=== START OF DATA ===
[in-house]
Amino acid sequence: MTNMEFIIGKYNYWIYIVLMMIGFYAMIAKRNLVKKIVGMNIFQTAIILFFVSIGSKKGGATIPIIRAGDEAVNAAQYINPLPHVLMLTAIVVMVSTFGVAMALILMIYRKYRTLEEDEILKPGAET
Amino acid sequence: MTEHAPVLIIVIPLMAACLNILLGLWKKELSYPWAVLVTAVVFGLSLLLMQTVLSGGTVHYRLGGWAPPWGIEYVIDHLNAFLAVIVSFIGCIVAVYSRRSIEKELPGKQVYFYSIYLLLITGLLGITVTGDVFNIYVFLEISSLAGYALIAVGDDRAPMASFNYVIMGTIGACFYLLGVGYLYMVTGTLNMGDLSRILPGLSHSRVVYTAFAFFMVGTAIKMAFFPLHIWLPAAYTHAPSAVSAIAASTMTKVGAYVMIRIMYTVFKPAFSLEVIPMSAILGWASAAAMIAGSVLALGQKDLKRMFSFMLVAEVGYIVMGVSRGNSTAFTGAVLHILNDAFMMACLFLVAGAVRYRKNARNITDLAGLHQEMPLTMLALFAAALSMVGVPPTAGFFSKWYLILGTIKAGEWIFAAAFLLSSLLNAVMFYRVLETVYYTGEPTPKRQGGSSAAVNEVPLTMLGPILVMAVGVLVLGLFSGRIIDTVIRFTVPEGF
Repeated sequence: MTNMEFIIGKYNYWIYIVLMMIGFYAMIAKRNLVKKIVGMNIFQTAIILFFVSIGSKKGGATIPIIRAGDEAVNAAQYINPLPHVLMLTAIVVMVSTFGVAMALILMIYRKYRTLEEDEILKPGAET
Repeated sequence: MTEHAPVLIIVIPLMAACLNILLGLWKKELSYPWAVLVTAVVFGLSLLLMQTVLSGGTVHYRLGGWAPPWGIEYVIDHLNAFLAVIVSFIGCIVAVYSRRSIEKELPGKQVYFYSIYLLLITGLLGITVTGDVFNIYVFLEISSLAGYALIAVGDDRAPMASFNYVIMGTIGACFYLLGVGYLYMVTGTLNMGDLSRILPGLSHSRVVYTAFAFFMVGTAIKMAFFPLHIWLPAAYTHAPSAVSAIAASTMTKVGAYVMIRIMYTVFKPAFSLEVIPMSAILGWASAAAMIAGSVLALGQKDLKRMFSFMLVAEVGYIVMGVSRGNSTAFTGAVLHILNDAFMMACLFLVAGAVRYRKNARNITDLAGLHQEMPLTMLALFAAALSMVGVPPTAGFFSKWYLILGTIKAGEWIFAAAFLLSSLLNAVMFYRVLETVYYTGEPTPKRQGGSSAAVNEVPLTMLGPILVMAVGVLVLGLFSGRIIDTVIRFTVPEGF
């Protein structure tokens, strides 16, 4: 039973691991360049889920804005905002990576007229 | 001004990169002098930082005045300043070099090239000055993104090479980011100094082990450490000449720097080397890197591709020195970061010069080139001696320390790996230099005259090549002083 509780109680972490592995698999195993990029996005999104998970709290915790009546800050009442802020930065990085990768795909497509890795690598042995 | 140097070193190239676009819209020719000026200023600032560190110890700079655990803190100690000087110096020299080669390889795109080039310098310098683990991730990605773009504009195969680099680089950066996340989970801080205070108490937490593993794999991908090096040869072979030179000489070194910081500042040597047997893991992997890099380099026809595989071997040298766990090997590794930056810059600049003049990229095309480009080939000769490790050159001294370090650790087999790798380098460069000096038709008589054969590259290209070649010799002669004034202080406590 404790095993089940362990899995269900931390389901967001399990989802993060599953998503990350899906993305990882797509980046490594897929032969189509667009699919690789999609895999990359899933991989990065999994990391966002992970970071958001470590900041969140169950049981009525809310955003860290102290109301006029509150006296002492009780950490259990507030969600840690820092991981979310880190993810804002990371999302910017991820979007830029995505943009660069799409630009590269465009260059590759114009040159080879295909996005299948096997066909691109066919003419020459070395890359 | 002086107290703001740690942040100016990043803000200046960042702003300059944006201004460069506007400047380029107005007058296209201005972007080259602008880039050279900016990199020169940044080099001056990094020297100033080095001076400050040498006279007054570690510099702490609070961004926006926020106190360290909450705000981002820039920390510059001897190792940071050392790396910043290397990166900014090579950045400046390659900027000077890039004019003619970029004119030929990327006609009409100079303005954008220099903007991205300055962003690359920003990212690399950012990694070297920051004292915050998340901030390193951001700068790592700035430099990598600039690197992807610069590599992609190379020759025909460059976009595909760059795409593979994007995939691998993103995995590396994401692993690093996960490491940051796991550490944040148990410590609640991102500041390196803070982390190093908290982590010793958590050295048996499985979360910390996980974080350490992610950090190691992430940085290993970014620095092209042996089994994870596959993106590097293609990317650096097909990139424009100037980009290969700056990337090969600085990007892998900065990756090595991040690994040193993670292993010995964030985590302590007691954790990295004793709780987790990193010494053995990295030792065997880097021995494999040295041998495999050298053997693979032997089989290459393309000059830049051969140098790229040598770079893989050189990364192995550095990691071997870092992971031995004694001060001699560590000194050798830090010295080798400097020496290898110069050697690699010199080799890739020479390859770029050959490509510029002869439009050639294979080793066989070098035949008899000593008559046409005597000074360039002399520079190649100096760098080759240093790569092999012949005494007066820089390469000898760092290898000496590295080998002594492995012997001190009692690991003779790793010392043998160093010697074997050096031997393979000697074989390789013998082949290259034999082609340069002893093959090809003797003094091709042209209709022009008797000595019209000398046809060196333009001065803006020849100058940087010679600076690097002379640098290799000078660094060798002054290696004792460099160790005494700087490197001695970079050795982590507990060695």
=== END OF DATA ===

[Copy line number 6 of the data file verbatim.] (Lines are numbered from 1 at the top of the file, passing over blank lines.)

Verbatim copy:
């Protein structure tokens, strides 16, 4: 039973691991360049889920804005905002990576007229 | 001004990169002098930082005045300043070099090239000055993104090479980011100094082990450490000449720097080397890197591709020195970061010069080139001696320390790996230099005259090549002083 509780109680972490592995698999195993990029996005999104998970709290915790009546800050009442802020930065990085990768795909497509890795690598042995 | 140097070193190239676009819209020719000026200023600032560190110890700079655990803190100690000087110096020299080669390889795109080039310098310098683990991730990605773009504009195969680099680089950066996340989970801080205070108490937490593993794999991908090096040869072979030179000489070194910081500042040597047997893991992997890099380099026809595989071997040298766990090997590794930056810059600049003049990229095309480009080939000769490790050159001294370090650790087999790798380098460069000096038709008589054969590259290209070649010799002669004034202080406590 404790095993089940362990899995269900931390389901967001399990989802993060599953998503990350899906993305990882797509980046490594897929032969189509667009699919690789999609895999990359899933991989990065999994990391966002992970970071958001470590900041969140169950049981009525809310955003860290102290109301006029509150006296002492009780950490259990507030969600840690820092991981979310880190993810804002990371999302910017991820979007830029995505943009660069799409630009590269465009260059590759114009040159080879295909996005299948096997066909691109066919003419020459070395890359 | 002086107290703001740690942040100016990043803000200046960042702003300059944006201004460069506007400047380029107005007058296209201005972007080259602008880039050279900016990199020169940044080099001056990094020297100033080095001076400050040498006279007054570690510099702490609070961004926006926020106190360290909450705000981002820039920390510059001897190792940071050392790396910043290397990166900014090579950045400046390659900027000077890039004019003619970029004119030929990327006609009409100079303005954008220099903007991205300055962003690359920003990212690399950012990694070297920051004292915050998340901030390193951001700068790592700035430099990598600039690197992807610069590599992609190379020759025909460059976009595909760059795409593979994007995939691998993103995995590396994401692993690093996960490491940051796991550490944040148990410590609640991102500041390196803070982390190093908290982590010793958590050295048996499985979360910390996980974080350490992610950090190691992430940085290993970014620095092209042996089994994870596959993106590097293609990317650096097909990139424009100037980009290969700056990337090969600085990007892998900065990756090595991040690994040193993670292993010995964030985590302590007691954790990295004793709780987790990193010494053995990295030792065997880097021995494999040295041998495999050298053997693979032997089989290459393309000059830049051969140098790229040598770079893989050189990364192995550095990691071997870092992971031995004694001060001699560590000194050798830090010295080798400097020496290898110069050697690699010199080799890739020479390859770029050959490509510029002869439009050639294979080793066989070098035949008899000593008559046409005597000074360039002399520079190649100096760098080759240093790569092999012949005494007066820089390469000898760092290898000496590295080998002594492995012997001190009692690991003779790793010392043998160093010697074997050096031997393979000697074989390789013998082949290259034999082609340069002893093959090809003797003094091709042209209709022009008797000595019209000398046809060196333009001065803006020849100058940087010679600076690097002379640098290799000078660094060798002054290696004792460099160790005494700087490197001695970079050795982590507990060695």